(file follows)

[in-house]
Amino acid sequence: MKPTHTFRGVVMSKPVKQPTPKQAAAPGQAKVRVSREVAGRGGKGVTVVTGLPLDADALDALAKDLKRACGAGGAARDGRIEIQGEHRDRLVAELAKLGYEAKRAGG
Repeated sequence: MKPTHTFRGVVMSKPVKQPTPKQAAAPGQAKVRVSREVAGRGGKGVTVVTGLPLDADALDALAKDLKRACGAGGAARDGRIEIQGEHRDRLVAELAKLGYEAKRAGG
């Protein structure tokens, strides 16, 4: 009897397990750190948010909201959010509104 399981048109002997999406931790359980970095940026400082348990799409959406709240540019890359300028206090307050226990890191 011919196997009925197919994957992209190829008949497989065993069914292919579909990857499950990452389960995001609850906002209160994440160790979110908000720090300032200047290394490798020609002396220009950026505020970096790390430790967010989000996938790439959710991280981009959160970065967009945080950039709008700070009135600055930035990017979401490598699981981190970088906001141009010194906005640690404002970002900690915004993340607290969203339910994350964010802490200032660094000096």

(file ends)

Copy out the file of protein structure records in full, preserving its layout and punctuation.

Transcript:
[in-house]
Amino acid sequence: MKPTHTFRGVVMSKPVKQPTPKQAAAPGQAKVRVSREVAGRGGKGVTVVTGLPLDADALDALAKDLKRACGAGGAARDGRIEIQGEHRDRLVAELAKLGYEAKRAGG
Repeated sequence: MKPTHTFRGVVMSKPVKQPTPKQAAAPGQAKVRVSREVAGRGGKGVTVVTGLPLDADALDALAKDLKRACGAGGAARDGRIEIQGEHRDRLVAELAKLGYEAKRAGG
């Protein structure tokens, strides 16, 4: 009897397990750190948010909201959010509104 399981048109002997999406931790359980970095940026400082348990799409959406709240540019890359300028206090307050226990890191 011919196997009925197919994957992209190829008949497989065993069914292919579909990857499950990452389960995001609850906002209160994440160790979110908000720090300032200047290394490798020609002396220009950026505020970096790390430790967010989000996938790439959710991280981009959160970065967009945080950039709008700070009135600055930035990017979401490598699981981190970088906001141009010194906005640690404002970002900690915004993340607290969203339910994350964010802490200032660094000096």